“The individual is not an autonomous, solitary object but a thing of uncertain extent, with ambiguous boundaries. So too is matter, which loses much of its allure the moment it is reduced to an object, shorn of its viscosity, pressure and density. Both subject and matter resist their reduction into objects. Everything is interconnected and intertwined.” —– Kengo Kuma

The title of this video, taken from the texts of the architect Kengo Kuma, suggests a way of looking at everything as “interconnected and intertwined”, as are the historical and the present, the tool and the artifact. Images and representations of two structures in the Portland Metropolitan Area that have direct and complicated connections to the Chinookan people who inhabit(ed) the land are woven with audio tapes of one of the last speakers of the Chinookan creole, chinuk wawa. These localities of matter resist their reduction into objects, and call anew for space and time given to wandering as a deliberate act and the empowerment of shared utility.


 I’ll Remember You as You Were, Not as What You’ll Become - 2016    Total run time: 12:32

An elegy to Diane Burns on the shapes of mortality and being, and the forms the transcendent spirit takes while descending upon landscapes of life and death. A place for new mythologies to syncopate with deterritorialized movement and song, reifying old routes of reincarnation. Where resignation gives hope for another opportunity, another form, for a return to the vicissitudes of the living and all their refractions.

“I’m from Oklahoma I ain’t got no one to call my own.

If you will be my honey, I will be your sugar pie way hi ya

way ya hi ya way ya hi yo”

-Diane Burns (1957-2006)

Monday, February 20, 2017

2/22/17 Daniel Hui

Snakeskin 1hr 45min, 2014
A Singaporean filmmaker and film writer, Daniel Hui made a dramatic impression as soon as his first remarkable feature, Eclipses, was released in 2011. Garnering comparisons to filmmakers—such as Chris Marker, Lav Diaz and Matt Porterfield—who meditatively work within the realm of the docu-fictive hybrid, Hui studies Singapore through what appear to be limitless mirrors, reflecting the many facets of truth told by myth, memory and recorded history. Actively and successfully fostering the unique voice of a new Singaporean cinema, Hui also founded the independent film collective 13 Little Pictures, which produced his second, immediately acclaimed feature Snakeskin. We are excited to welcome Daniel Hui here for an evening to screen and discuss his free-associative revision of history by way of both nonfiction and science fiction.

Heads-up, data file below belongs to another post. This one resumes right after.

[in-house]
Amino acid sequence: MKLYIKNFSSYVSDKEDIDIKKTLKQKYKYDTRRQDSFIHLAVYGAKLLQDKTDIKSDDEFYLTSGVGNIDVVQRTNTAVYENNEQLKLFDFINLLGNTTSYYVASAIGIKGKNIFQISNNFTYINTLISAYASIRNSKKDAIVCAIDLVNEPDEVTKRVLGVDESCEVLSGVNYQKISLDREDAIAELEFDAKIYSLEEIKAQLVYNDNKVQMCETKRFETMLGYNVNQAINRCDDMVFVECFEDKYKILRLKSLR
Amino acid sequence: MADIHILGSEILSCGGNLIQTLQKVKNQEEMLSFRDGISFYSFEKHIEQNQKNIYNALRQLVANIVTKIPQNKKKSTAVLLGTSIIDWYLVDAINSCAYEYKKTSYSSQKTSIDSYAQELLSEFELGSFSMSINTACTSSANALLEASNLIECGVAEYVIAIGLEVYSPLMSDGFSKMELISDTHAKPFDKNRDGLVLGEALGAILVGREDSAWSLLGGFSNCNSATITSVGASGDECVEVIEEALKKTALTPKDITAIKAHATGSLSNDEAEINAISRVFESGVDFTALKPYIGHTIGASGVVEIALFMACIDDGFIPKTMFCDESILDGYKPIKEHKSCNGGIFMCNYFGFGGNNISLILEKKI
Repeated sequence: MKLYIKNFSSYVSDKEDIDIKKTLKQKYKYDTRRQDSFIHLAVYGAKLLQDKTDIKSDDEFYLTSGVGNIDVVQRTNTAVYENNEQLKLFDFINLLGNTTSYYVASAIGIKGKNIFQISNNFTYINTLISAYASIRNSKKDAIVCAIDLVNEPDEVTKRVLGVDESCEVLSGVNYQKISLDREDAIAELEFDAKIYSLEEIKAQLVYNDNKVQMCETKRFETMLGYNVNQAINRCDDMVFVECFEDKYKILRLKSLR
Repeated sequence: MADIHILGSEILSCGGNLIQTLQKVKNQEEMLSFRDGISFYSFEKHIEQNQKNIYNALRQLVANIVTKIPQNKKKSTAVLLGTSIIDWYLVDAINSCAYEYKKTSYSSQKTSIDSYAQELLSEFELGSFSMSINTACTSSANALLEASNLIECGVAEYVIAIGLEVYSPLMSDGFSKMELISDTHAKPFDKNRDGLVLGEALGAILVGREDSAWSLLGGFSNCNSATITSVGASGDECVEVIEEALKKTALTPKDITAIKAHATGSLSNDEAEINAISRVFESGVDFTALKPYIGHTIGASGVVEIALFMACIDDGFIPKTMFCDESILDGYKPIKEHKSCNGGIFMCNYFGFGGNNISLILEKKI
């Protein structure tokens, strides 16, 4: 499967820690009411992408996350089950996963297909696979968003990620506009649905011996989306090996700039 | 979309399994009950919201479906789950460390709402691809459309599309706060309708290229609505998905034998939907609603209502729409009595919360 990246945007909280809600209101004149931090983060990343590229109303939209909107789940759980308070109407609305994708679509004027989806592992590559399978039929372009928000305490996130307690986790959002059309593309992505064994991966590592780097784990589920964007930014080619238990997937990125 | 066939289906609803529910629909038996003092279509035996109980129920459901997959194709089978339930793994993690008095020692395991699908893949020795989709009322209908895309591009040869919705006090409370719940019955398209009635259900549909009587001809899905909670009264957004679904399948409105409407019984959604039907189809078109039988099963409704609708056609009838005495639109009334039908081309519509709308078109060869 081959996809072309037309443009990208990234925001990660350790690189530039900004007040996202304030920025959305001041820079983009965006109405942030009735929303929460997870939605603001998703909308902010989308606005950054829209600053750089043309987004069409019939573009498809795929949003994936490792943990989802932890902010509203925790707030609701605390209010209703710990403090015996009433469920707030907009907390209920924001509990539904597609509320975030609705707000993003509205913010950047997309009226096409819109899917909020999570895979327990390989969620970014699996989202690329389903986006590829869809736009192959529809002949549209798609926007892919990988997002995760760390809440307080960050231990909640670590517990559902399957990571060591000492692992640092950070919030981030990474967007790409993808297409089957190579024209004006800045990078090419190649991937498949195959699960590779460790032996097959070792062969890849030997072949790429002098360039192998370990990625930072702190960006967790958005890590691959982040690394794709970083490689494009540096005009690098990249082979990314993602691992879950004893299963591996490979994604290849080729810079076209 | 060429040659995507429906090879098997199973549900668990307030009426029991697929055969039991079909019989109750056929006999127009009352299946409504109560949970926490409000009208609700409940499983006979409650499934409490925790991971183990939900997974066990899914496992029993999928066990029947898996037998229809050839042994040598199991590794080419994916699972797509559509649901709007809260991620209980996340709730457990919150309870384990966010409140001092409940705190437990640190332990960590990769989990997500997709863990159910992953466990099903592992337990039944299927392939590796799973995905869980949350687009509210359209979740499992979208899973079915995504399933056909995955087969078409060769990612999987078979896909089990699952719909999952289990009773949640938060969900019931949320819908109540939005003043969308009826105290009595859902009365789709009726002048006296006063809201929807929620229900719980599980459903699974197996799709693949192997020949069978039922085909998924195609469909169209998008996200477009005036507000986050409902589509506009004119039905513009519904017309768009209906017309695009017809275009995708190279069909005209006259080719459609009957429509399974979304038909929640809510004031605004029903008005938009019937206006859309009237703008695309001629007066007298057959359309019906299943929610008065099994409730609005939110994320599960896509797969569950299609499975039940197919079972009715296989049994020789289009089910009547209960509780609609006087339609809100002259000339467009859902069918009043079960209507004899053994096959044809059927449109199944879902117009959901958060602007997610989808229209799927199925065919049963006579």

Daniel Hui is a filmmaker and writer. A graduate of the film program in California Institute of the Arts, his films have been screened at film festivals in Rotterdam, Yamagata, New York, Lisbon, Bangkok, and Vladivostok. He is also one of the founding members of 13 Little Pictures, an independent film collective whose films have garnered critical acclaim all around the world. His second feature film, Snakeskin, has won several awards, including the Special Jury Award at the TFFDoc section of the Torino Film Festival. 

Wednesday, February 8, 2017

2/15/18 LIGHT PLAY: Stan Brakhage & Marie Menken

Anticipation of the Night by Stan Brakhage
16MM, 1958, 40min
A seminal film for Brakhage and for film history, where the psychodramas of this filmmaker’s early work transformed into a wholly new kinaesthetic vocabulary. Anticipation of the Night builds off the lyricism of Marie Menken, the poetic vocabulary of exact and nuanced yet repetition found in Gertrude Stein. And perhaps unconsciously the morbid – celebratory runaway chase of Rene Clair's Entr’acte which ends with magical self annihilation followed by the contradiction of a coda that calls the bluff. This film is a rapturous idyll, a lamentation, an exorcism and a death wish. It traces the mortal trajectory of our visual experience from Edenic optical ecstasies into a descending tilt towards the eclipsing “night” of vision arrested and crucified by the process of socialisation. Everything in Anticipation of the Night is seen in a multiplicity of aspects, changing velocities, crucial shifts of light and granular structures.

Moonplay by Marie Menken
16MM, B/W 1964, 5min
'An expansion upon an idea put forward in Marie Menken's film Notebook; single-frame footage of the moon shot on various nights, blinking and darting around within Menken's field of vision. --David Lewis, All Movie Guide
'A lunar fantasy in animated stop-motion.
ARABESQUE FOR KENNETH ANGER by Marie Menken
16MM, 1961, 4min
Filmed at the Alhambra in Spain in just one day, according to Marie MENKEN. Arabesque for Kenneth Anger concentrates on visual details found in Moorish architecture and in ancient Spanish tile. The date 1961 refers to the addition of Teiji Ito's soundtrack and its subsequent completion, but the film was likely shot in 1960 or earlier. - D. Lewis

Notebook
by Marie Menken
16MM, 1963, 10.5min

Monday, February 6, 2017

2/8/17 SMITH: The films of Harry Smith & Jack Smith

PROGRAM

# No. 11: Mirror Animations